Diversity and equality have been hot topics in the last decade of American life. We’re in the midst of various shifts in our culture surrounding these concepts, especially in relation to ethnicity and gender, and some of these shifts are good. When my family lived in southern California, we were ethnically not in the majority in our neighborhood, and we appreciated it greatly. Our church was home to people from dozens of ethnic backgrounds, and we loved that even more.
When I was a kid, we sang a sweet song that went Jesus loves the little children, all the children of the world. Red and yellow, black and white, they are precious in His sight, Jesus loves the little children of the world. Years later, I saw a different take on that song designed to point out our tendency to be ethnocentric. They edited the words to White and white and white and white, they are precious in His sight… And the point was proven. Sometimes, even passively or subconsciously, we hug the gospel to ourselves and never venture beyond the comfort zone of other people who look like us to share the good news.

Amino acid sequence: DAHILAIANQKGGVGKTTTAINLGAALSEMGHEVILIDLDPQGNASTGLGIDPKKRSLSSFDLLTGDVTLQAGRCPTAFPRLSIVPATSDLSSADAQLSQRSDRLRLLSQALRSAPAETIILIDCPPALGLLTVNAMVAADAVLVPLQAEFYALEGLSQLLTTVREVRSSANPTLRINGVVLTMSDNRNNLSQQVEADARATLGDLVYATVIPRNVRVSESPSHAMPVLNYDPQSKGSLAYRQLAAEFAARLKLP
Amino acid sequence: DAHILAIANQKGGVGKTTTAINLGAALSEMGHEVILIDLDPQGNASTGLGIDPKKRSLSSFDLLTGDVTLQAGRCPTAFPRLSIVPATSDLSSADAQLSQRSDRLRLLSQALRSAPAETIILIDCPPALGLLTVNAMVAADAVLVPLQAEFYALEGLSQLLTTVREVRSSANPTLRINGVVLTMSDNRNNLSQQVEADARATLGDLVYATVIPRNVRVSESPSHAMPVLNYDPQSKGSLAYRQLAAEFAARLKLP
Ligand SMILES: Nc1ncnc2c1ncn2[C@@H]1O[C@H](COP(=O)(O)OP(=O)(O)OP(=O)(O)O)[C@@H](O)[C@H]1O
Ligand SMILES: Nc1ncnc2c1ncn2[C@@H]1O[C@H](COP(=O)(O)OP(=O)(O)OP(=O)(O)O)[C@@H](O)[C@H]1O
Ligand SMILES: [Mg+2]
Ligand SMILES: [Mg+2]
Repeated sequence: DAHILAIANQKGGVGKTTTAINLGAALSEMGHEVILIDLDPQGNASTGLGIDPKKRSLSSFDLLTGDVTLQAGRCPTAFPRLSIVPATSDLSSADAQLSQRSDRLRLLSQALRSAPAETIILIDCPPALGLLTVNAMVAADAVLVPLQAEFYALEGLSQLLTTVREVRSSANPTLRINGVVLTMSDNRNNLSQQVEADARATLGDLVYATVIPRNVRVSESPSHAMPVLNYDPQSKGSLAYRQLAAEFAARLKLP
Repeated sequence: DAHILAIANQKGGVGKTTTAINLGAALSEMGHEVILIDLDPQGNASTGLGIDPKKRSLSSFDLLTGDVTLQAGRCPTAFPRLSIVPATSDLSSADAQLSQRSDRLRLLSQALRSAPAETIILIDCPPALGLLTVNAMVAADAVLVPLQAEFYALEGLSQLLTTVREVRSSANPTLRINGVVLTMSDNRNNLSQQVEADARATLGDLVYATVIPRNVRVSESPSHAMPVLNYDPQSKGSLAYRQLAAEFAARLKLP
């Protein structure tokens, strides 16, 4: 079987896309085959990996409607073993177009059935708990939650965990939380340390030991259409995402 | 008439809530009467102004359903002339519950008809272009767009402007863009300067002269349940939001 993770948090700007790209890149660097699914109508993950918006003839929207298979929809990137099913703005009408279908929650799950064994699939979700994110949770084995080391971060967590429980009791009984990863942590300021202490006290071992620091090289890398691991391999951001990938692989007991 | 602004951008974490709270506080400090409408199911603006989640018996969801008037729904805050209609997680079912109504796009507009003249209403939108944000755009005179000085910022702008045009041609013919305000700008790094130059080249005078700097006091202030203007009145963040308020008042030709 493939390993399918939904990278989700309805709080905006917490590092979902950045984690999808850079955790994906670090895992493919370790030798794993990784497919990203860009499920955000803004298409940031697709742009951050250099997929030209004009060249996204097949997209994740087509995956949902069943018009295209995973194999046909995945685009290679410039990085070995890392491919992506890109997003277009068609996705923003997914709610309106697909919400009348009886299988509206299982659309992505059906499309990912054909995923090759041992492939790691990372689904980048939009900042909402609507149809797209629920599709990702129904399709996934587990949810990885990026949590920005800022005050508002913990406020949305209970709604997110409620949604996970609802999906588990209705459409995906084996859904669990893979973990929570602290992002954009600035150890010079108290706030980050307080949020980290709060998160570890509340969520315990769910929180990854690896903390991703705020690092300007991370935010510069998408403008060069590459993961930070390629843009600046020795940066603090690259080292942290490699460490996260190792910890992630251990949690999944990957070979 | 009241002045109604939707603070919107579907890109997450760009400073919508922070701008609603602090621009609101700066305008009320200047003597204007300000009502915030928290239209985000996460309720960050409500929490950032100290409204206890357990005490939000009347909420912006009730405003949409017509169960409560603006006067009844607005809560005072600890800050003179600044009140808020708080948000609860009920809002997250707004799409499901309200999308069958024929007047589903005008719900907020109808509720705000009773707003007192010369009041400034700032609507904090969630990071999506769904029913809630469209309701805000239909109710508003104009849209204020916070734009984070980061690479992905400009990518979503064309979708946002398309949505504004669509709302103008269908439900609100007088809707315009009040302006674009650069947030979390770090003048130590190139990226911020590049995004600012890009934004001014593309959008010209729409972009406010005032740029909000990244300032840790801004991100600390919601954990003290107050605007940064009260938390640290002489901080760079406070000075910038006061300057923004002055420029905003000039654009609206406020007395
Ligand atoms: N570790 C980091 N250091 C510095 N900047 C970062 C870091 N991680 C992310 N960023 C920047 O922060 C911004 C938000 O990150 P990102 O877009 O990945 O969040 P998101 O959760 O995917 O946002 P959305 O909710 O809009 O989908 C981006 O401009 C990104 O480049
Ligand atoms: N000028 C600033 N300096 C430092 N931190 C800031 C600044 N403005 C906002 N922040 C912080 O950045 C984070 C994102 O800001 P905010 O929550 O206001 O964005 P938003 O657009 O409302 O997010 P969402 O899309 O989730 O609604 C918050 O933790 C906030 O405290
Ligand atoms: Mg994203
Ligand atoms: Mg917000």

What have we done, and why would we do it? That’s the pair of questions that kept going through my mind as I sat in a theater in Rogers, Arkansas last night as we watched Lee Daniels’ The Butler. The synopsis is:
Everybody belongs. When we say everybody, we mean every color, every shape, every personality, and people with every kind of story imaginable. Everyone belongs, even before they believe.